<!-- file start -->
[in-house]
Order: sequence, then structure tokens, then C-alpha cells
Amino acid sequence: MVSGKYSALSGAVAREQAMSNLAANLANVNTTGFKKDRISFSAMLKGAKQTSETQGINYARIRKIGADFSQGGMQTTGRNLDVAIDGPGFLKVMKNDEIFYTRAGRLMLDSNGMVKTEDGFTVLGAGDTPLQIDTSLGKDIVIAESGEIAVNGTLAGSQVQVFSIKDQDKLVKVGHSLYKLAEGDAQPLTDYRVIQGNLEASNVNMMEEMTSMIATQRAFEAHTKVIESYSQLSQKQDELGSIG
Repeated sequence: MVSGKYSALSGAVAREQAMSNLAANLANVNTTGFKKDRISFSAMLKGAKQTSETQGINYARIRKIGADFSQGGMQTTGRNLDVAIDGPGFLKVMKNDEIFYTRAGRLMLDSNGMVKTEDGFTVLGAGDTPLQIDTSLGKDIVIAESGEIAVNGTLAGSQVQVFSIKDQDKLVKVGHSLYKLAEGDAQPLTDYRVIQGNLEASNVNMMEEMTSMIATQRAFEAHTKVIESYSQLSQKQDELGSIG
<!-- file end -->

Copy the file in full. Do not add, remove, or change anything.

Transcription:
[in-house]
Order: sequence, then structure tokens, then C-alpha cells
Amino acid sequence: MVSGKYSALSGAVAREQAMSNLAANLANVNTTGFKKDRISFSAMLKGAKQTSETQGINYARIRKIGADFSQGGMQTTGRNLDVAIDGPGFLKVMKNDEIFYTRAGRLMLDSNGMVKTEDGFTVLGAGDTPLQIDTSLGKDIVIAESGEIAVNGTLAGSQVQVFSIKDQDKLVKVGHSLYKLAEGDAQPLTDYRVIQGNLEASNVNMMEEMTSMIATQRAFEAHTKVIESYSQLSQKQDELGSIG
Repeated sequence: MVSGKYSALSGAVAREQAMSNLAANLANVNTTGFKKDRISFSAMLKGAKQTSETQGINYARIRKIGADFSQGGMQTTGRNLDVAIDGPGFLKVMKNDEIFYTRAGRLMLDSNGMVKTEDGFTVLGAGDTPLQIDTSLGKDIVIAESGEIAVNGTLAGSQVQVFSIKDQDKLVKVGHSLYKLAEGDAQPLTDYRVIQGNLEASNVNMMEEMTSMIATQRAFEAHTKVIESYSQLSQKQDELGSIG